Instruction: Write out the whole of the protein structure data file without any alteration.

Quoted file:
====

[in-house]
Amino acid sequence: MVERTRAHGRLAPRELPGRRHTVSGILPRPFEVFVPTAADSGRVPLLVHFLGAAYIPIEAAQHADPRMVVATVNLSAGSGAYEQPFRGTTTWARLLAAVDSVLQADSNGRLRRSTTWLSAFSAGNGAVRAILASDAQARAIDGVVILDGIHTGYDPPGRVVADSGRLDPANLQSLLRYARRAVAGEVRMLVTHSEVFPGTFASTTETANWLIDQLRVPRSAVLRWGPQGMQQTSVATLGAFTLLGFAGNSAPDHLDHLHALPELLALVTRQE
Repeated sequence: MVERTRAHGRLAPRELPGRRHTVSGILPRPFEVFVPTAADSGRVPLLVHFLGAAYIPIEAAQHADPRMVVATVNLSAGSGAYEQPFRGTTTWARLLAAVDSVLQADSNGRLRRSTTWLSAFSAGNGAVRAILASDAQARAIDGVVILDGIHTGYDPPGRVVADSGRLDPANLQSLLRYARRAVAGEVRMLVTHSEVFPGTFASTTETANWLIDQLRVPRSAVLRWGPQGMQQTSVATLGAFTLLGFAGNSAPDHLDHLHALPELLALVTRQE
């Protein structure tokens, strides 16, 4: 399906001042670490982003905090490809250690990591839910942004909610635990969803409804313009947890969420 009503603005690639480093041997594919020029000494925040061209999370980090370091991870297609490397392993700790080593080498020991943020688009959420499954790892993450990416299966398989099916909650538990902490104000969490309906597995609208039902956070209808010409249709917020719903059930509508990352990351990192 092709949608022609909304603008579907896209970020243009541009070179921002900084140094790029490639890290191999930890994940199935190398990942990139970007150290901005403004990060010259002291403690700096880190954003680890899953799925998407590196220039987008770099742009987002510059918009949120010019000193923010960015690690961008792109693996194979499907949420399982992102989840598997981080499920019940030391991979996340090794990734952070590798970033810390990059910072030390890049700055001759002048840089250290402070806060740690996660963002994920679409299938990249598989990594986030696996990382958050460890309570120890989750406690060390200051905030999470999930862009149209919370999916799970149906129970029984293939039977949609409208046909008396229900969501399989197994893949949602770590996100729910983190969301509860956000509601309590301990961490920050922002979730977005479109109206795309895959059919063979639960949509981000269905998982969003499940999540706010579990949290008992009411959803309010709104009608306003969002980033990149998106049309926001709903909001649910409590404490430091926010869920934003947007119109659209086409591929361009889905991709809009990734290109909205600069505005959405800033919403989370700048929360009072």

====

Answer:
[in-house]
Amino acid sequence: MVERTRAHGRLAPRELPGRRHTVSGILPRPFEVFVPTAADSGRVPLLVHFLGAAYIPIEAAQHADPRMVVATVNLSAGSGAYEQPFRGTTTWARLLAAVDSVLQADSNGRLRRSTTWLSAFSAGNGAVRAILASDAQARAIDGVVILDGIHTGYDPPGRVVADSGRLDPANLQSLLRYARRAVAGEVRMLVTHSEVFPGTFASTTETANWLIDQLRVPRSAVLRWGPQGMQQTSVATLGAFTLLGFAGNSAPDHLDHLHALPELLALVTRQE
Repeated sequence: MVERTRAHGRLAPRELPGRRHTVSGILPRPFEVFVPTAADSGRVPLLVHFLGAAYIPIEAAQHADPRMVVATVNLSAGSGAYEQPFRGTTTWARLLAAVDSVLQADSNGRLRRSTTWLSAFSAGNGAVRAILASDAQARAIDGVVILDGIHTGYDPPGRVVADSGRLDPANLQSLLRYARRAVAGEVRMLVTHSEVFPGTFASTTETANWLIDQLRVPRSAVLRWGPQGMQQTSVATLGAFTLLGFAGNSAPDHLDHLHALPELLALVTRQE
């Protein structure tokens, strides 16, 4: 399906001042670490982003905090490809250690990591839910942004909610635990969803409804313009947890969420 009503603005690639480093041997594919020029000494925040061209999370980090370091991870297609490397392993700790080593080498020991943020688009959420499954790892993450990416299966398989099916909650538990902490104000969490309906597995609208039902956070209808010409249709917020719903059930509508990352990351990192 092709949608022609909304603008579907896209970020243009541009070179921002900084140094790029490639890290191999930890994940199935190398990942990139970007150290901005403004990060010259002291403690700096880190954003680890899953799925998407590196220039987008770099742009987002510059918009949120010019000193923010960015690690961008792109693996194979499907949420399982992102989840598997981080499920019940030391991979996340090794990734952070590798970033810390990059910072030390890049700055001759002048840089250290402070806060740690996660963002994920679409299938990249598989990594986030696996990382958050460890309570120890989750406690060390200051905030999470999930862009149209919370999916799970149906129970029984293939039977949609409208046909008396229900969501399989197994893949949602770590996100729910983190969301509860956000509601309590301990961490920050922002979730977005479109109206795309895959059919063979639960949509981000269905998982969003499940999540706010579990949290008992009411959803309010709104009608306003969002980033990149998106049309926001709903909001649910409590404490430091926010869920934003947007119109659209086409591929361009889905991709809009990734290109909205600069505005959405800033919403989370700048929360009072």